eu regulations

We all know that the healthcare landscape is undergoing significant transformation. Today’s patients and clinicians are savvy consumers, demanding access to trusted product information to make informed decisions about health care. In parallel, government organisations are supporting patient safety through regulatory mandates around product traceability. To me, one of the biggest changes on the horizon will be new EU requirements for product information. If you are not already preparing for this major new requirement, start now – the clock is ticking. So where are these new data requirements coming from? The new European Medical Device Regulation (EU MDR) will establish a robust, transparent, predictable and sustainable regulatory framework for medical devices to ensure a high level of health and safety whilst supporting innovation by establishing Eudamed, the European UDI database. On May 25 th 2017, the new EU MDR came into force and replaced the Medical Devices Directive (93/42/EEC) and Active Implantable Medical Devices Directive (90/385/EEC). One year from now, by May 25 th 2019, you need to have updated your technical documentation and processes to meet the requirements. These changes combined with a complex development process for medical devices make the transition a complicated and time-consuming process. As you will may know, the Regulation affects all medical devices sold in the EU. Different timelines apply to the physical labeling of products, based on risk classification. During a period of 18 months after the date of application of Eudamed, the database must be filled with data on the rest of the devices that are placed on the European market. The go-live date for Eudamed is set on March 26, 2020. On that date Eudamed will be functional for medical devices as well as IVDs. From May 26 th , 2020 for medical devices, and May 26 th , 2022 for...
New EU Regulations on medical devices and in vitro diagnostic medical devices (IVDs) mean all stakeholders, including manufacturers, competent authorities, and Notified Bodies – need new knowledge and skills. The Regulations seek to harmonise requirements, capacities and competencies of Notified Bodies and to me, one of the key advances is the new responsibilities for Notified Bodies. In short, they have a lot more work to do and need to recruit new expertise and upskill existing team members. In 2012, there were 87 Notified Bodies. Since then this number has fallen to 58. Now, they need to be designated under the new Regulations and it has become clear that not all will reapply – and, for those that do, not all applications will be successful. In terms of demand for their services, the only way is up. Additional and stringent requirements mean an enhanced role for Notified Bodies. Some products that were not subject to conformity assessment and post-market surveillance before, notably a large volume of IVDs, will now require much closer scrutiny. There are too few appropriately-staffed Notified Bodies to absorb the workload that is about to land on their desks. For many manufacturers, this will make it challenging to obtain certification under the Regulations. This uncertainty is bad for business, especially smaller players. For patients and health services, it risks delaying or discontinuing access to medical technology products. To address a clear long-term need for new skills, the Lübeck University of Applied Sciences is offering an online MSc in Regulatory Affairs for professionals in the medtech field. While this may not solve the short-term challenges, it can help strengthen the system in the years ahead. To me, this is a really exciting opportunity to bring expertise in regulatory affairs and biomedtech sciences to those who need it. Our faculty...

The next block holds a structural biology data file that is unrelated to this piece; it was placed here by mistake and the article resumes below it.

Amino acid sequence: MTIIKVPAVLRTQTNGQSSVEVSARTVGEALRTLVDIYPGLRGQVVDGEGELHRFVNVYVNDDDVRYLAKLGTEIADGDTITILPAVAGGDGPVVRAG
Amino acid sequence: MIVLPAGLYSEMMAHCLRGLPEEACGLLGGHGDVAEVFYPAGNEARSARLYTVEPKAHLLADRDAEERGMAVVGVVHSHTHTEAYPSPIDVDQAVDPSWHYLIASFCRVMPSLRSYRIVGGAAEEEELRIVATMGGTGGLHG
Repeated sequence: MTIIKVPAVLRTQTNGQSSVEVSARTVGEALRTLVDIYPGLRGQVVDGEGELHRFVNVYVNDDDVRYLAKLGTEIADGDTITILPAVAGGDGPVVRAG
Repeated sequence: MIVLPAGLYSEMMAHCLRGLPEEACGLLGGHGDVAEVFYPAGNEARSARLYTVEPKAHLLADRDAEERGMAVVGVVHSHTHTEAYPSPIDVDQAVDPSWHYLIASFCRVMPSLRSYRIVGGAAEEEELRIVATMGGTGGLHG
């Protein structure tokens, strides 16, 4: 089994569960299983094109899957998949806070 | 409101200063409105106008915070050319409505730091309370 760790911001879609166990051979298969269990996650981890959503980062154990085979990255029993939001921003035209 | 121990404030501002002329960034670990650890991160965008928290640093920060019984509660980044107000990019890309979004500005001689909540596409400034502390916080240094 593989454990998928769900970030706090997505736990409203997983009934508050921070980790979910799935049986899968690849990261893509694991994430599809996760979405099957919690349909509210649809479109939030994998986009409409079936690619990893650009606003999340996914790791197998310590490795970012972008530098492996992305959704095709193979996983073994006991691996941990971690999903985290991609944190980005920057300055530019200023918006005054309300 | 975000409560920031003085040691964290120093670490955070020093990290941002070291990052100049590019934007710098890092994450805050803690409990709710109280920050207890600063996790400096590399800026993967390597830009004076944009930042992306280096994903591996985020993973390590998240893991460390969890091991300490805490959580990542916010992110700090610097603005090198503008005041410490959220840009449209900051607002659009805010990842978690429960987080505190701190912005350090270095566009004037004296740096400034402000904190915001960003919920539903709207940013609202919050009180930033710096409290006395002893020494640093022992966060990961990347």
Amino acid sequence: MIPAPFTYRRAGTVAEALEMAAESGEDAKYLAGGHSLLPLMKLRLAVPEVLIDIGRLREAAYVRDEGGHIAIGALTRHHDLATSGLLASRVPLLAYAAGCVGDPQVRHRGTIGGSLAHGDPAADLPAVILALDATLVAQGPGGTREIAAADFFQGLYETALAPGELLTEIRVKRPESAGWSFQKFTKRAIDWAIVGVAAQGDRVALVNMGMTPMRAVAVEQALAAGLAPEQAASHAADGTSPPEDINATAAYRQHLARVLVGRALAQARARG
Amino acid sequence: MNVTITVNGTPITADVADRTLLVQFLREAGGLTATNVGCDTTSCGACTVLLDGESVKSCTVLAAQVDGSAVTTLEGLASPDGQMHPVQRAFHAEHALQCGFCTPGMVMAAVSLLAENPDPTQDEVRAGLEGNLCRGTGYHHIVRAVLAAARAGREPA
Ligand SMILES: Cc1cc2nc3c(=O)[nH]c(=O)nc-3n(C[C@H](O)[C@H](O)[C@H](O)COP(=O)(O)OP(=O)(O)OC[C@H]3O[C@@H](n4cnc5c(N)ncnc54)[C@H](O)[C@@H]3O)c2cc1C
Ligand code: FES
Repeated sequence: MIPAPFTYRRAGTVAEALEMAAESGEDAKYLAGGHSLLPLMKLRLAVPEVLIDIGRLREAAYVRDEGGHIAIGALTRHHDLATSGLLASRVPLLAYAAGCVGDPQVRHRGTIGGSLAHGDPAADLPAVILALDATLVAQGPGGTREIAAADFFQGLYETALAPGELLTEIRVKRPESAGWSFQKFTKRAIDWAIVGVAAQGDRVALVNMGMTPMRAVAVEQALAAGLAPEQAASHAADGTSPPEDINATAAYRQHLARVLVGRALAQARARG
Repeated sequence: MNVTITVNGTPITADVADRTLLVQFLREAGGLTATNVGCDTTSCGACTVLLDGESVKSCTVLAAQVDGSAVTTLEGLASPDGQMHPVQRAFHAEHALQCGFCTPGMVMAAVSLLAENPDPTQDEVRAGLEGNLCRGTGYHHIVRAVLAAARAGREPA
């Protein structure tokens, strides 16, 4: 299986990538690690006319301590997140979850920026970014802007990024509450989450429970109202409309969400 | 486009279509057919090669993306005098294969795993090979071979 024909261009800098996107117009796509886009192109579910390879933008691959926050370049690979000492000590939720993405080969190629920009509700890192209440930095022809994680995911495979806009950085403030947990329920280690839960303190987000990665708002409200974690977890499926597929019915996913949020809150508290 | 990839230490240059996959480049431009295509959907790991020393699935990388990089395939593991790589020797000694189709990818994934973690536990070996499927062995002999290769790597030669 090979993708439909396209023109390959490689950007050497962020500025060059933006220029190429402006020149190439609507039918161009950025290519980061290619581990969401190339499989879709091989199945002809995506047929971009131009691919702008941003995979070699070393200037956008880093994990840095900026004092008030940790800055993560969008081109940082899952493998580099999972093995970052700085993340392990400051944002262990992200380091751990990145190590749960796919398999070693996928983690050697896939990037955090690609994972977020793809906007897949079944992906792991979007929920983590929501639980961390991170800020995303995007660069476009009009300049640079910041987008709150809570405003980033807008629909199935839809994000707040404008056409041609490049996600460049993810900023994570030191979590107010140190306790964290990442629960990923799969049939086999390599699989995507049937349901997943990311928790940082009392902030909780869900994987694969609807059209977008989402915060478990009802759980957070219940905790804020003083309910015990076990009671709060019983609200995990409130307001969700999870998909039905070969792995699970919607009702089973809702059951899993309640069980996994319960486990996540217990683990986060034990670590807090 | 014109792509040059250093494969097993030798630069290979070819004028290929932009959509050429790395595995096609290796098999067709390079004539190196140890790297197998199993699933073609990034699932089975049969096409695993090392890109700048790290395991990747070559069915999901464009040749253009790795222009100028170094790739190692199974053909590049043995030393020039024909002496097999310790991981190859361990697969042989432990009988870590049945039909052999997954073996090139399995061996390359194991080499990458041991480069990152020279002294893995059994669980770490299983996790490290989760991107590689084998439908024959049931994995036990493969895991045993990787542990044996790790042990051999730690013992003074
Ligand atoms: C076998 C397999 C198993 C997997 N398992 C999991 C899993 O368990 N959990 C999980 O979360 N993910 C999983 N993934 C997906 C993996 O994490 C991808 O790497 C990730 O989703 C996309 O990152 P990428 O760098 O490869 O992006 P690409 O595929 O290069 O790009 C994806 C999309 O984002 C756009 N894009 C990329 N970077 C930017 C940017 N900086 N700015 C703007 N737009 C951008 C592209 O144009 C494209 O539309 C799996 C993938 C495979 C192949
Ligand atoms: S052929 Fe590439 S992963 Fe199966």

It is now circa ten months since any well-prepared Notified Bodies (NB) wishing to undertake conformity assessment under MDR (EU) 2017/745 and IVDR (EU) 2017/746 were able to submit formal applications. The date of application of the MDR and IVDR, 27 th May 2020, is currently 20 months away. I would like to publicly acknowledge the significant effort and singular focus of the Competent Authorities (CA) to progress applications and meet the forthcoming deadlines. Given the hiatus before any applications could be formally submitted in November 2017, even the earliest NBs are unlikely to be designated until 2019 – leaving just one year remaining of the original three-year transition period. For BSI, our contact is with our primary CAs the MHRA (UK) and IGJ (NL). Both have been extremely supportive. BSI submitted its applications on day one for both regulations in both jurisdictions. The response from the MHRA was equally rapid and we were fortunate to be the very first NB to undergo MDR JA in early April this year. The MDR/IVDR Commission & Competent Authority Joint Audit (JA) of NB is a crucial process. However, there is concern, regarding the availability of resources given the need to handle all applicant NBs in a timely manner. Recent data published by The European Association for Medical Devices of Notified Bodies (TEAM NB) in July 2018 suggest 11 JAs are currently in the diary (six completed, four scheduled and one with a date to be confirmed). A further five NBs expect to submit this year. So, what are the implications for market access and, more importantly, patient care? Here are what I see as the three primary issues: 1. Many NBs (circa 16) are not ready to apply in 2018. Recent data from the European Commission DG SANTE corroborates Team NBs data...